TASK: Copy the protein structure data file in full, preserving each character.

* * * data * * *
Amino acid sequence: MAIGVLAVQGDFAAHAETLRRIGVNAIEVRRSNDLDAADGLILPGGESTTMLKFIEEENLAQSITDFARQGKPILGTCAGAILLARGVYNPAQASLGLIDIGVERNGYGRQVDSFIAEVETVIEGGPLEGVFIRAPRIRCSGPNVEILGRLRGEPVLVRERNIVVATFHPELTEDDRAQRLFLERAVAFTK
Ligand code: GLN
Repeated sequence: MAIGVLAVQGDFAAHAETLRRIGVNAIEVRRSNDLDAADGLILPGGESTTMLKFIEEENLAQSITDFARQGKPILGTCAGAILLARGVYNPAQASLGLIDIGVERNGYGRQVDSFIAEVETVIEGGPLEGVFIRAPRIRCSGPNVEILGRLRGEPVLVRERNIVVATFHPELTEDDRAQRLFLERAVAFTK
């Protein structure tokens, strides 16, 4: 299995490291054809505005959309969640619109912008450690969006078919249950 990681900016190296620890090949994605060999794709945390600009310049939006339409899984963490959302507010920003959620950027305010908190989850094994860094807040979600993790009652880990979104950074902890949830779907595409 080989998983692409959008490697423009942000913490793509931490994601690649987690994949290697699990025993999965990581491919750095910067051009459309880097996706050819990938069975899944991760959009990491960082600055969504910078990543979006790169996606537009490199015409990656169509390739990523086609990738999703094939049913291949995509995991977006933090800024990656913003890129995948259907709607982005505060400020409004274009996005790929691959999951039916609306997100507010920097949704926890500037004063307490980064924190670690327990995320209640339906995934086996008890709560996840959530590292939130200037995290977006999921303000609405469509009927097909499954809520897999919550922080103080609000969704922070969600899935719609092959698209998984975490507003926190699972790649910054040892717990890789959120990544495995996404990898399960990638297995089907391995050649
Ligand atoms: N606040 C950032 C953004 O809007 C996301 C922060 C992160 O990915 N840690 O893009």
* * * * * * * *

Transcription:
Amino acid sequence: MAIGVLAVQGDFAAHAETLRRIGVNAIEVRRSNDLDAADGLILPGGESTTMLKFIEEENLAQSITDFARQGKPILGTCAGAILLARGVYNPAQASLGLIDIGVERNGYGRQVDSFIAEVETVIEGGPLEGVFIRAPRIRCSGPNVEILGRLRGEPVLVRERNIVVATFHPELTEDDRAQRLFLERAVAFTK
Ligand code: GLN
Repeated sequence: MAIGVLAVQGDFAAHAETLRRIGVNAIEVRRSNDLDAADGLILPGGESTTMLKFIEEENLAQSITDFARQGKPILGTCAGAILLARGVYNPAQASLGLIDIGVERNGYGRQVDSFIAEVETVIEGGPLEGVFIRAPRIRCSGPNVEILGRLRGEPVLVRERNIVVATFHPELTEDDRAQRLFLERAVAFTK
């Protein structure tokens, strides 16, 4: 299995490291054809505005959309969640619109912008450690969006078919249950 990681900016190296620890090949994605060999794709945390600009310049939006339409899984963490959302507010920003959620950027305010908190989850094994860094807040979600993790009652880990979104950074902890949830779907595409 080989998983692409959008490697423009942000913490793509931490994601690649987690994949290697699990025993999965990581491919750095910067051009459309880097996706050819990938069975899944991760959009990491960082600055969504910078990543979006790169996606537009490199015409990656169509390739990523086609990738999703094939049913291949995509995991977006933090800024990656913003890129995948259907709607982005505060400020409004274009996005790929691959999951039916609306997100507010920097949704926890500037004063307490980064924190670690327990995320209640339906995934086996008890709560996840959530590292939130200037995290977006999921303000609405469509009927097909499954809520897999919550922080103080609000969704922070969600899935719609092959698209998984975490507003926190699972790649910054040892717990890789959120990544495995996404990898399960990638297995089907391995050649
Ligand atoms: N606040 C950032 C953004 O809007 C996301 C922060 C992160 O990915 N840690 O893009």